REVIEW / CONCERT
Lin Hengyue & Wang Ji (two pianos)
Esplanade Recital Studio
Recitals of music on two pianos are a rarity and the sense of occasion is enhanced when it involves the debut of a new piano duo.
Lin Hengyue and Wang Ji are alumni of the Yong Siew Toh Conservatory of Music and their first recital together featured a sparkling selection of music from ballets, operas and dances.
Beginning with Busoni's transcription of Mozart's Magic Flute Overture, there was a hint of hesitancy in its slow ceremonial opening, thought to have been inspired by masonic rituals.
However, in the ebullient allegro filled with busy counterpoint, the ensemble quickly gelled, purring like a well-oiled engine.
This good start paved the way to an even more demanding work, the eight movements of Tchaikovsky's Nutcracker Suite arranged by the late Cypriot piano virtuoso Nicolas Economou.
The Miniature Overture was taken at a sprightly pace, with its fussy figurations clearly articulated.
The March, however, was more problematic towards the end, where for a few moments the playing nearly came unstuck.
No matter how hard a pianist tries, the piano could never fully imitate the celesta in the familiar Dance Of The Sugar Plum Fairy.
The duo persevered and the end effect was suitably buoyant, contrasted with the rambunctious Cossack dance of the Trepak.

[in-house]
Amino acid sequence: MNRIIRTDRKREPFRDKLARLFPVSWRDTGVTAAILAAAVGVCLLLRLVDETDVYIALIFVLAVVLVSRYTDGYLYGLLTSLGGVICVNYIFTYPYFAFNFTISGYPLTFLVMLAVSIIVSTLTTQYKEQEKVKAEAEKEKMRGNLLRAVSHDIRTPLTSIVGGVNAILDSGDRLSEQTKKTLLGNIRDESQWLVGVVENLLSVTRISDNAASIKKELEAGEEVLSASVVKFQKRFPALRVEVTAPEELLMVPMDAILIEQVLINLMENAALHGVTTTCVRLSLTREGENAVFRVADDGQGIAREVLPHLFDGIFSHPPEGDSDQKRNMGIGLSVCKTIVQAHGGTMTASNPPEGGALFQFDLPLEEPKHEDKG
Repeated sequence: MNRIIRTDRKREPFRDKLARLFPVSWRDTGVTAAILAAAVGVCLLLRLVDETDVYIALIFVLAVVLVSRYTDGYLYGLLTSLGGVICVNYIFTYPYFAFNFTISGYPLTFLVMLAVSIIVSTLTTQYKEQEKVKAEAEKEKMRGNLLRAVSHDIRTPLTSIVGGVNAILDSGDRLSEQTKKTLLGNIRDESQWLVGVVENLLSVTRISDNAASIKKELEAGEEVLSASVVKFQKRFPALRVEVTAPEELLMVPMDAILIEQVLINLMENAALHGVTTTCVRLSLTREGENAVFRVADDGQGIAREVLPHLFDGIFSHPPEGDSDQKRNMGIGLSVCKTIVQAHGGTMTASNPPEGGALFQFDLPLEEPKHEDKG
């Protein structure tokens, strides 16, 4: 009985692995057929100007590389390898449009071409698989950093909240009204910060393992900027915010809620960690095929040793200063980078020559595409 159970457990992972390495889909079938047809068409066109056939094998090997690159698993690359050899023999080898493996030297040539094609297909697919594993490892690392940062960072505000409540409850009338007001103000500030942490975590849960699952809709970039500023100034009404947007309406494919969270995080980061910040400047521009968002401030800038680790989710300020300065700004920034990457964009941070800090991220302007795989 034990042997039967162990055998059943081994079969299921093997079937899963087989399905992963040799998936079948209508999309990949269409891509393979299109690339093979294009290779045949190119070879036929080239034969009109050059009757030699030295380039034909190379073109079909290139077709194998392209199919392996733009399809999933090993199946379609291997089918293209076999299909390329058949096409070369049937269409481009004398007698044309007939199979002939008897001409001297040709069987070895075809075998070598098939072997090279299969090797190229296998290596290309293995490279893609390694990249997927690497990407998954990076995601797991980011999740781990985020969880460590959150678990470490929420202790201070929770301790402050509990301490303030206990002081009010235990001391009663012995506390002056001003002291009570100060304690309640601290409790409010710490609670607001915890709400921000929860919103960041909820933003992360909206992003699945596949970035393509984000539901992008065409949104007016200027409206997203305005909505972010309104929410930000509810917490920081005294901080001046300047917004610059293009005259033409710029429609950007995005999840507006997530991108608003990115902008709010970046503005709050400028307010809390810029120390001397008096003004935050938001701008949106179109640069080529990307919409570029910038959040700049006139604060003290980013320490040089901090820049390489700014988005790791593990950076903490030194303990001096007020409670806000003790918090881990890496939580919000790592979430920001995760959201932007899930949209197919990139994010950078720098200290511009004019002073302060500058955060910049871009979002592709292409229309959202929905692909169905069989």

Even better was the Arabian Dance, with its steady pulsing rhythm over which ornamentations were lightly sprinkled, followed by the brief but relentless drumming of the Chinese Dance.
A series of harp-like arpeggios opened the Waltz Of The Flowers, the longest dance of the set, which received a generous warm-hearted reading. Besides blending well together, both pianists had an innate feel for the waltz rhythm and the technical equipment to pull it off.
Singaporean composers featured next. Both Low Shao Suan's Winterland and Low Shao Ying's Valse De Printemps (Waltz Of Spring) were French-influenced - graceful, insouciant and tinged with touches of melancholy.
This unabashedly melodious music, played with feeling and sensitivity, could easily pass as romantic film music.
The final work of the hour-long recital, the Carmen Fantasy by the famous American duo of Anderson & Roe (Greg Anderson and Elizabeth Joy Roe), was also the most difficult.
Skilfully stitching together highlights from Bizet's opera, Carmen, it opened with a slow wistful introduction by Wang, followed by a virtuosic cadenza from Lin before the melodies flowed.
The lilting Habanera and its ensuing short variations served as a mini-climax, unsurprisingly triggering premature applause from the audience.
Then the duo went on to emote in the Flower Song before polishing off the fast and furious Gypsy Dance.
Going for broke and throwing caution to the wind was the best policy here, closing the highly enjoyable concert on a spirited high.